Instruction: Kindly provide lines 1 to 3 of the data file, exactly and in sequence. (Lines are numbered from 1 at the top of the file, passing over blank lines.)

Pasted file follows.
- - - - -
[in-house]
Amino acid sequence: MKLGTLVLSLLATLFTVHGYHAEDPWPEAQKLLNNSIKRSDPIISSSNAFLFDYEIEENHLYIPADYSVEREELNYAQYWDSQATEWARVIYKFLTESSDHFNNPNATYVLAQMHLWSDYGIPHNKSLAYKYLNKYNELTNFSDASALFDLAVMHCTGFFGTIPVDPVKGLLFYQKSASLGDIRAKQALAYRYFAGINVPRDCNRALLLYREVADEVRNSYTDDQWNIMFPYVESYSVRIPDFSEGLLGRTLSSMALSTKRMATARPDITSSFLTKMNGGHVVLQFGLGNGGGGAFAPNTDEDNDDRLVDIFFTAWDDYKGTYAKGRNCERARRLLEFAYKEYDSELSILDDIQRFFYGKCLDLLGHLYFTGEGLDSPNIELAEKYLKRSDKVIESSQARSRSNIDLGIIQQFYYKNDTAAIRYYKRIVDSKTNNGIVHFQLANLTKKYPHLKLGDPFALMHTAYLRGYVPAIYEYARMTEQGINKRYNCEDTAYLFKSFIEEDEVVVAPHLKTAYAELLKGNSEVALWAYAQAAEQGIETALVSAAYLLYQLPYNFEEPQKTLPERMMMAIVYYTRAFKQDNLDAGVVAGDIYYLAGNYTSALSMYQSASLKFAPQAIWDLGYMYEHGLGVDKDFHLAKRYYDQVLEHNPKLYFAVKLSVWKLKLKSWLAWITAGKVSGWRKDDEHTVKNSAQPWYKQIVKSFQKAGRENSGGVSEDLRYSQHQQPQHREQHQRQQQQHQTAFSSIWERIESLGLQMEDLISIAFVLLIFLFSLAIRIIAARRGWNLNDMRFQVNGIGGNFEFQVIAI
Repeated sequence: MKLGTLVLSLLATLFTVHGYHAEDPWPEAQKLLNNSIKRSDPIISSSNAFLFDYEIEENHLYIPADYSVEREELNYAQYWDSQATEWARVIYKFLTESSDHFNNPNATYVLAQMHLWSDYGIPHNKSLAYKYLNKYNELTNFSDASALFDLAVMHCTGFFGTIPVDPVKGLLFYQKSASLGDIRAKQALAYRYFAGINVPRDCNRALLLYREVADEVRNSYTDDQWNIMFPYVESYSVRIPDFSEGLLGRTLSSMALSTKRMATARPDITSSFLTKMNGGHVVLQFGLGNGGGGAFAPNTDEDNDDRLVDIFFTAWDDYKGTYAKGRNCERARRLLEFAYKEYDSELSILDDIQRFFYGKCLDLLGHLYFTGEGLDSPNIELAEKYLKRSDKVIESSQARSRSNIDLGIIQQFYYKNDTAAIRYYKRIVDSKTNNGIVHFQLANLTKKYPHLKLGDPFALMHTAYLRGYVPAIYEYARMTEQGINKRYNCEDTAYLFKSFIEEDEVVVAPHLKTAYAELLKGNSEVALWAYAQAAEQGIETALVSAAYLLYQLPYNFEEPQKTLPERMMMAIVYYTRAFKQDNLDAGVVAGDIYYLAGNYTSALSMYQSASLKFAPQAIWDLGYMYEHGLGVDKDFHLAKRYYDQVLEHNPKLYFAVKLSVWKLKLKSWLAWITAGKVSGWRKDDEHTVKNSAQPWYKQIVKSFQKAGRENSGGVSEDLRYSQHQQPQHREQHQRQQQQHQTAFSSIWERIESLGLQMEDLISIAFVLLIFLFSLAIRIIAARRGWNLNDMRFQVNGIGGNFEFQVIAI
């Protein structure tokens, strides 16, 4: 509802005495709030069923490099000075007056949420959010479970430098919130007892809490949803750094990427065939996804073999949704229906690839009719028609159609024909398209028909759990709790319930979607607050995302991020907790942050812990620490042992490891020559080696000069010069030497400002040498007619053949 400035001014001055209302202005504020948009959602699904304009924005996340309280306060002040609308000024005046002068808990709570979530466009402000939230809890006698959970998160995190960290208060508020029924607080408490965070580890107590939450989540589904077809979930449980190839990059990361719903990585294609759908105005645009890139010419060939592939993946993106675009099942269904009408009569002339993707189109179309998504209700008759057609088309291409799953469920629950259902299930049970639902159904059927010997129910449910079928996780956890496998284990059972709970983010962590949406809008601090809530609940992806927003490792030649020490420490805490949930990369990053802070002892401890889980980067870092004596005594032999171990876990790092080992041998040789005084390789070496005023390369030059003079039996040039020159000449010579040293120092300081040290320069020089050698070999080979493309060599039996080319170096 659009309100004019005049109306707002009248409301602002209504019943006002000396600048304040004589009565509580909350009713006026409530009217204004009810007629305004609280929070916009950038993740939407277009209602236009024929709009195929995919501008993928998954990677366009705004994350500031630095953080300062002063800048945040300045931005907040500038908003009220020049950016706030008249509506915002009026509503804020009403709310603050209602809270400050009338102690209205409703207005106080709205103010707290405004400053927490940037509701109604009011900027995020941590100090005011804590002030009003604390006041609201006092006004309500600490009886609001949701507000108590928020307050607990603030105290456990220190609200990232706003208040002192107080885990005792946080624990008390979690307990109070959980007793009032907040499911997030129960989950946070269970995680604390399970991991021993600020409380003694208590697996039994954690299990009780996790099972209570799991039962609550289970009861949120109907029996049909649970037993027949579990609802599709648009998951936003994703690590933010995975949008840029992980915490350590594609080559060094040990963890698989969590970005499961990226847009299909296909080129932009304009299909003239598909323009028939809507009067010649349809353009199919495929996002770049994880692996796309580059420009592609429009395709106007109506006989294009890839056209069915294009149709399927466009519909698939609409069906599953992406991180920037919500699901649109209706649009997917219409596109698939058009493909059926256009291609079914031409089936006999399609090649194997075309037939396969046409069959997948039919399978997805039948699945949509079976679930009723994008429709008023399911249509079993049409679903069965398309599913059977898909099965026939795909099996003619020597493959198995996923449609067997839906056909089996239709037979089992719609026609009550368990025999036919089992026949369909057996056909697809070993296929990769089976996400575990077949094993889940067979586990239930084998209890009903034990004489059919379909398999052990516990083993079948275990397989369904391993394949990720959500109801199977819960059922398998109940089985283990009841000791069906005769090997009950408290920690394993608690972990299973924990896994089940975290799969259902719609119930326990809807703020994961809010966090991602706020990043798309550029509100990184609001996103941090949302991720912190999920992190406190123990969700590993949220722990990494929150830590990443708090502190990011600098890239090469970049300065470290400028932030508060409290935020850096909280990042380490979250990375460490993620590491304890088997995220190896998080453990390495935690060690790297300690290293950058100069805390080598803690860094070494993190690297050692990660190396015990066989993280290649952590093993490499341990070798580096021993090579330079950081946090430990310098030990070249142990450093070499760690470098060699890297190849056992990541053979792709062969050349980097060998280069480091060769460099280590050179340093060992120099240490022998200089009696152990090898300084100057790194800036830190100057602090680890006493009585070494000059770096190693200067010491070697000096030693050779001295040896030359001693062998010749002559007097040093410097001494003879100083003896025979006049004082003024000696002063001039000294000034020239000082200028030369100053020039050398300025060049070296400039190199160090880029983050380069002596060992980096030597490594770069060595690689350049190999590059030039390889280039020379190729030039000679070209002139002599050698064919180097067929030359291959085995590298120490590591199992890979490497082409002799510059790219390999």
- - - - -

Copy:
[in-house]
Amino acid sequence: MKLGTLVLSLLATLFTVHGYHAEDPWPEAQKLLNNSIKRSDPIISSSNAFLFDYEIEENHLYIPADYSVEREELNYAQYWDSQATEWARVIYKFLTESSDHFNNPNATYVLAQMHLWSDYGIPHNKSLAYKYLNKYNELTNFSDASALFDLAVMHCTGFFGTIPVDPVKGLLFYQKSASLGDIRAKQALAYRYFAGINVPRDCNRALLLYREVADEVRNSYTDDQWNIMFPYVESYSVRIPDFSEGLLGRTLSSMALSTKRMATARPDITSSFLTKMNGGHVVLQFGLGNGGGGAFAPNTDEDNDDRLVDIFFTAWDDYKGTYAKGRNCERARRLLEFAYKEYDSELSILDDIQRFFYGKCLDLLGHLYFTGEGLDSPNIELAEKYLKRSDKVIESSQARSRSNIDLGIIQQFYYKNDTAAIRYYKRIVDSKTNNGIVHFQLANLTKKYPHLKLGDPFALMHTAYLRGYVPAIYEYARMTEQGINKRYNCEDTAYLFKSFIEEDEVVVAPHLKTAYAELLKGNSEVALWAYAQAAEQGIETALVSAAYLLYQLPYNFEEPQKTLPERMMMAIVYYTRAFKQDNLDAGVVAGDIYYLAGNYTSALSMYQSASLKFAPQAIWDLGYMYEHGLGVDKDFHLAKRYYDQVLEHNPKLYFAVKLSVWKLKLKSWLAWITAGKVSGWRKDDEHTVKNSAQPWYKQIVKSFQKAGRENSGGVSEDLRYSQHQQPQHREQHQRQQQQHQTAFSSIWERIESLGLQMEDLISIAFVLLIFLFSLAIRIIAARRGWNLNDMRFQVNGIGGNFEFQVIAI
Repeated sequence: MKLGTLVLSLLATLFTVHGYHAEDPWPEAQKLLNNSIKRSDPIISSSNAFLFDYEIEENHLYIPADYSVEREELNYAQYWDSQATEWARVIYKFLTESSDHFNNPNATYVLAQMHLWSDYGIPHNKSLAYKYLNKYNELTNFSDASALFDLAVMHCTGFFGTIPVDPVKGLLFYQKSASLGDIRAKQALAYRYFAGINVPRDCNRALLLYREVADEVRNSYTDDQWNIMFPYVESYSVRIPDFSEGLLGRTLSSMALSTKRMATARPDITSSFLTKMNGGHVVLQFGLGNGGGGAFAPNTDEDNDDRLVDIFFTAWDDYKGTYAKGRNCERARRLLEFAYKEYDSELSILDDIQRFFYGKCLDLLGHLYFTGEGLDSPNIELAEKYLKRSDKVIESSQARSRSNIDLGIIQQFYYKNDTAAIRYYKRIVDSKTNNGIVHFQLANLTKKYPHLKLGDPFALMHTAYLRGYVPAIYEYARMTEQGINKRYNCEDTAYLFKSFIEEDEVVVAPHLKTAYAELLKGNSEVALWAYAQAAEQGIETALVSAAYLLYQLPYNFEEPQKTLPERMMMAIVYYTRAFKQDNLDAGVVAGDIYYLAGNYTSALSMYQSASLKFAPQAIWDLGYMYEHGLGVDKDFHLAKRYYDQVLEHNPKLYFAVKLSVWKLKLKSWLAWITAGKVSGWRKDDEHTVKNSAQPWYKQIVKSFQKAGRENSGGVSEDLRYSQHQQPQHREQHQRQQQQHQTAFSSIWERIESLGLQMEDLISIAFVLLIFLFSLAIRIIAARRGWNLNDMRFQVNGIGGNFEFQVIAI